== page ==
December 16, 2018

Rachel Strella

It’s OK to Question Authority

Question authority

When I was in high school, my German teacher (who was also my Holocaust Studies teacher) said always to question authority. She didn't mean to do so in a belligerent or disrespectful way, but she wanted us to know it's alright to be curious. It's OK to question the powers that be when something doesn't make sense to us or if a directive seems out of sorts.

Why Asking Questions Scares Us

Often, people feel intimidated about asking persons of authority (or perceived power) tough questions that might be construed as undermining their expertise or intentions.

It happens with patients and their doctors, clients and their lawyers, and even employees and business owners.

We fear people will think we’re challenging them or trying to poke holes in the way things are being done.

We’re taught to respect authority—but that shouldn’t prevent us from asking questions of those in charge. People with authority must be responsible and accountable—and they sometimes make mistakes or oversights. Questions help make real leaders better at what they do.

Personally, I would never hire someone who would not challenge me or ask questions—whether it be to enhance their understanding or to verify that I know my stuff. In fact, some of my best customers ask difficult questions.

Curiosity: A Double-Edged Sword

In my last Vistage group, we were asked to complete the Gallup Strengths Assessment. The results identified one of my top five strengths as being “analytical.” While the report provided insight into my strength in this area, it also shared my blind spots.

“Because you ask many questions, people may think you doubt the validity of their ideas, that you do not trust them, and that you are tough to work with.”

“Your objective and fact-based approach to decision making may seem skeptical or critical.”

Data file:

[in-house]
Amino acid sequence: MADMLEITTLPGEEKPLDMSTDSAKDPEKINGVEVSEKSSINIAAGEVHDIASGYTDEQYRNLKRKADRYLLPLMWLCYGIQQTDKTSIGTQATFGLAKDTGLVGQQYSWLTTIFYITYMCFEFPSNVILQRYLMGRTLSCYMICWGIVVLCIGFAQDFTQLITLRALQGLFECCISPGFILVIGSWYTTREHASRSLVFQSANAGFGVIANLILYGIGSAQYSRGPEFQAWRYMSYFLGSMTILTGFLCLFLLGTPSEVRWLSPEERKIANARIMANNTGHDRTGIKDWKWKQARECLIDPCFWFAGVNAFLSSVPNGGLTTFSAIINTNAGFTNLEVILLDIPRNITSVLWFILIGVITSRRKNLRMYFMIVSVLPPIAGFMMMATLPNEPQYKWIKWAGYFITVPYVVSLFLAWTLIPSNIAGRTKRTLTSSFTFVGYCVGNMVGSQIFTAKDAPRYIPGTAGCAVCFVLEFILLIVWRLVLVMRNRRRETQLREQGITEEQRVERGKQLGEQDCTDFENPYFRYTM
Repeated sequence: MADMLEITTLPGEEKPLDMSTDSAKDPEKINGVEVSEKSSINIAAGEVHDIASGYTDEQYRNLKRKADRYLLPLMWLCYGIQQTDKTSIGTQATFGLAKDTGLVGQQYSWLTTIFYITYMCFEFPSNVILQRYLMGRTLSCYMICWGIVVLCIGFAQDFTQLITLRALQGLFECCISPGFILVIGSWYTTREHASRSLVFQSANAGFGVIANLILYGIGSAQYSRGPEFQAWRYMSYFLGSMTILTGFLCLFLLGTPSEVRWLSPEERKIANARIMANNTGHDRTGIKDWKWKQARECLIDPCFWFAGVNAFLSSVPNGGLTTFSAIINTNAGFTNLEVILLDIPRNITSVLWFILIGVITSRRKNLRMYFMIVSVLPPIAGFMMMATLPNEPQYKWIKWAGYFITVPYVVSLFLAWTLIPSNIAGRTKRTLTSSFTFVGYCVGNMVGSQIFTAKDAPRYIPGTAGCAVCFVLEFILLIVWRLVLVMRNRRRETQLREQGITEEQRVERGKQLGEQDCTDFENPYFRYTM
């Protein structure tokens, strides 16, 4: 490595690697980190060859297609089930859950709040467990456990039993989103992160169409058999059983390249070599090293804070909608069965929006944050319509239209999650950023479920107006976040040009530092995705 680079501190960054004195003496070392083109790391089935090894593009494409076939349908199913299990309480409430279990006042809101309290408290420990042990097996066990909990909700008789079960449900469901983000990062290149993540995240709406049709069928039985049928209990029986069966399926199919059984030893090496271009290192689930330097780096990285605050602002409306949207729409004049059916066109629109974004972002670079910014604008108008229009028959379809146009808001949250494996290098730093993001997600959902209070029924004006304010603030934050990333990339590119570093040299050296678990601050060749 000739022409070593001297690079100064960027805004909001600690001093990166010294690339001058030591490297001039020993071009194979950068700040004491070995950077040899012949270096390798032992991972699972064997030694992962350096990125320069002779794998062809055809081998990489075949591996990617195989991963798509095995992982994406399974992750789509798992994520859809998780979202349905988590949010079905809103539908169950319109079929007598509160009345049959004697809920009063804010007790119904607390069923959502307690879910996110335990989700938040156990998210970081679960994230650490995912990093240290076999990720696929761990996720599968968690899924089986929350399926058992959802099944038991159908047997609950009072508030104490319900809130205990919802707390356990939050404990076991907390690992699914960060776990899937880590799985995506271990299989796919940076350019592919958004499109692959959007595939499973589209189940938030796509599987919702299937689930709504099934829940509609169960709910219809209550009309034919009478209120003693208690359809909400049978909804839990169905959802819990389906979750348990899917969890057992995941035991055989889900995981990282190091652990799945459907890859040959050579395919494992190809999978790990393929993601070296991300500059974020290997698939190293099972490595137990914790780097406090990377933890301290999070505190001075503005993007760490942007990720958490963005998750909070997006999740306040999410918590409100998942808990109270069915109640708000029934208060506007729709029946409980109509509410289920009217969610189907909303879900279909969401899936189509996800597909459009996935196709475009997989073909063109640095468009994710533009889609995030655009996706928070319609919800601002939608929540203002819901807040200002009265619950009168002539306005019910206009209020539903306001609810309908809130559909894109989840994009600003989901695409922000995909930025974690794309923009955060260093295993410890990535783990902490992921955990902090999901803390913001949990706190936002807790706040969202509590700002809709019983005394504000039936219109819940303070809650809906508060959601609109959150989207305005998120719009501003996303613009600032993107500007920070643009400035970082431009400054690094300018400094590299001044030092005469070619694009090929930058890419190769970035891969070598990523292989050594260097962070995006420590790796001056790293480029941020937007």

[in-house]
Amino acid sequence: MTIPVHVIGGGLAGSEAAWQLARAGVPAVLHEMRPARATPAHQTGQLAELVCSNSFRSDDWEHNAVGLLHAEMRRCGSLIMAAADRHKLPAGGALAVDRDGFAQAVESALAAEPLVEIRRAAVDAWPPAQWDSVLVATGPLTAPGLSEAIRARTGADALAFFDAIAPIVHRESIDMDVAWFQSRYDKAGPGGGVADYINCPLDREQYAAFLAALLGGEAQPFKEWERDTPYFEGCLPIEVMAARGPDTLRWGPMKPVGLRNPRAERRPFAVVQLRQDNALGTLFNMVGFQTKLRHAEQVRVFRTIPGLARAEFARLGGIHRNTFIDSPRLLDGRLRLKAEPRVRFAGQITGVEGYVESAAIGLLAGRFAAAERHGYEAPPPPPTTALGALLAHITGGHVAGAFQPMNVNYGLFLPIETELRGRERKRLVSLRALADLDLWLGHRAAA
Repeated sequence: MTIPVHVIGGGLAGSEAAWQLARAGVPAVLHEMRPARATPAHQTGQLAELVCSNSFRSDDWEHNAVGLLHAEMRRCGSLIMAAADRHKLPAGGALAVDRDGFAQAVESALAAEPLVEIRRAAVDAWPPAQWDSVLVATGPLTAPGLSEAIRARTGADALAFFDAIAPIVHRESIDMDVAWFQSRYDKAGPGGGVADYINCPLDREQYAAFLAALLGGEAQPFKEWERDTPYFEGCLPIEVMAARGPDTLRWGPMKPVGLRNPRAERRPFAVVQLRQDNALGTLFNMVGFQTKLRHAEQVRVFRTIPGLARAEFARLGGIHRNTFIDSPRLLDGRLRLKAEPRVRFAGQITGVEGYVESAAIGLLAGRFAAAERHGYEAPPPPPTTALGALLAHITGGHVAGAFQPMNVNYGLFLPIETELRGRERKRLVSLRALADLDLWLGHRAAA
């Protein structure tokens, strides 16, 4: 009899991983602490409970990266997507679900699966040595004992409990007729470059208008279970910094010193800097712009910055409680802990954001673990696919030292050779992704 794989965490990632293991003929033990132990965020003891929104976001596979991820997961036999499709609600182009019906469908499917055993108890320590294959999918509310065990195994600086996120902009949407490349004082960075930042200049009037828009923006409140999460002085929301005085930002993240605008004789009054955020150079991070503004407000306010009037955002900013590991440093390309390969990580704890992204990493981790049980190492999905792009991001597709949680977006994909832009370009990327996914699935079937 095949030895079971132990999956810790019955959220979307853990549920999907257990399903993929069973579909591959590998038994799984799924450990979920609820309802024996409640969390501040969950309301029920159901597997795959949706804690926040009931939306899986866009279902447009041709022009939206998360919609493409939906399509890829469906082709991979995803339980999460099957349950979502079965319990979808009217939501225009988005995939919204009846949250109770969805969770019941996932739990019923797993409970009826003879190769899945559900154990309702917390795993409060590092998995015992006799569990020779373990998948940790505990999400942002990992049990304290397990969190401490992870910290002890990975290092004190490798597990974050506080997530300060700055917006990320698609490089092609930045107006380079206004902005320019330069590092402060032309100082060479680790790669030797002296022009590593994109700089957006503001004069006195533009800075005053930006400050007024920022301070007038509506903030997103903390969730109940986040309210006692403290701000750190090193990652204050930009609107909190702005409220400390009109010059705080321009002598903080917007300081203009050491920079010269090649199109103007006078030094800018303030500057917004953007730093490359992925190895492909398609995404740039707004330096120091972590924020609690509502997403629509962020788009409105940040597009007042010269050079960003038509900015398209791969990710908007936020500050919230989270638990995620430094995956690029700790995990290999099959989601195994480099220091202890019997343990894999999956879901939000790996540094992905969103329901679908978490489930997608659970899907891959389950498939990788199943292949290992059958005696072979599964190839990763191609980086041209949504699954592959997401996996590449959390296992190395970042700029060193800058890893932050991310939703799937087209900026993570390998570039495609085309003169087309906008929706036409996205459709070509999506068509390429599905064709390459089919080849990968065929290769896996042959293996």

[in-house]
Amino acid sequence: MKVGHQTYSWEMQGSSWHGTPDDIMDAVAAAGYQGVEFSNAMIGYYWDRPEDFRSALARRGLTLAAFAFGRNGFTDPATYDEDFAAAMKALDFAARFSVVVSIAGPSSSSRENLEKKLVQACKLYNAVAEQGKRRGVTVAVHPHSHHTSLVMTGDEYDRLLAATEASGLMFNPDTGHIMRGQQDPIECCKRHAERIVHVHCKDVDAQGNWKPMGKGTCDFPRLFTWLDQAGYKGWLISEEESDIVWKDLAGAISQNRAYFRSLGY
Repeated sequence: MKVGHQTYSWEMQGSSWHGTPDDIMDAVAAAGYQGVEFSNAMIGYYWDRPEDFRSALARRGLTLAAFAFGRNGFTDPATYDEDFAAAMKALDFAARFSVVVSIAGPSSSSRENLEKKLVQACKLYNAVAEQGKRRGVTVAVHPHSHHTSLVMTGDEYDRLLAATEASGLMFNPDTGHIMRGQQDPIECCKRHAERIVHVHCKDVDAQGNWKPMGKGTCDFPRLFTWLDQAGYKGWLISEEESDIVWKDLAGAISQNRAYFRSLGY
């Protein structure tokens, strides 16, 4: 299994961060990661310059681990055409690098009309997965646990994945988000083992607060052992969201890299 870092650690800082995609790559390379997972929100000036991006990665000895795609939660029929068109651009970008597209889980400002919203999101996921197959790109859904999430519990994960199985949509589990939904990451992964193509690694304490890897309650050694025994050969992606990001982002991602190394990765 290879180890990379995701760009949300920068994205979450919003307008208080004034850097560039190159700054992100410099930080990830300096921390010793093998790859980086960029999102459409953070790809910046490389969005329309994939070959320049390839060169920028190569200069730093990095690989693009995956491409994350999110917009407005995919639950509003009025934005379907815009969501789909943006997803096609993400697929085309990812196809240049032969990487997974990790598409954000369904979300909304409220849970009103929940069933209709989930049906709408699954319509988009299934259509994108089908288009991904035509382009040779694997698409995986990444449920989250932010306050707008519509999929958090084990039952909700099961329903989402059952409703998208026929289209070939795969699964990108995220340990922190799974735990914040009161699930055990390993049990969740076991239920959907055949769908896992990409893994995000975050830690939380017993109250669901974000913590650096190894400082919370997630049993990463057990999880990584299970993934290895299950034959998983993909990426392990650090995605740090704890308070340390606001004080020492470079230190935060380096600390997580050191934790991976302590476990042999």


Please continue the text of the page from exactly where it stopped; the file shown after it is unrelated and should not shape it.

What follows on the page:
So, being inquisitive and studying ideas and processes from a variety of angles has its perceived downsides. But that doesn’t make asking questions wrong. Instead, it reinforces that we need to demonstrate respect when we approach people (whether they’re in a position of authority or not) with questions.

“The art and science of asking questions is the source of all knowledge.” ~ Thomas Berger

The bottom line is that questions represent a thirst for knowledge and insight, not a personal attack on someone’s authority or expertise.  And asking questions is something people of all genders, races, ethnicities, occupations, and income levels should feel empowered to do regardless of who will be on the receiving end.

Ask questions and welcome questions to be asked of you—it’s OK, really!

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4 comments on “It’s OK to Question Authority”

  1. “Ask more questions” is a great New Year's message! My husband, Warren Berger, writes whole books about how questioning leads to more success at work, healthier relationships, more creativity, and better decision-making. His most recent article about how & why asking questions of your boss pays off is right in line with your "question authority" post.

    1. I love it! I had no idea there was such a title as a 'Questionologist!' Perfect. Thanks for sharing this, Laura! I'm checking out his stuff now!

  2. This hit the spot Rachel, I believe this is a big issue in the workplace. Many people fail to ask questions in fear of reprisal or they are just plain afraid. On a more personal side, one of my favorite sayings I feel which is applicable to all people regardless of political affiliation, "Love your Country, question your government.". Happy New Year~ Make this your best year ever in family, in business and in your community.

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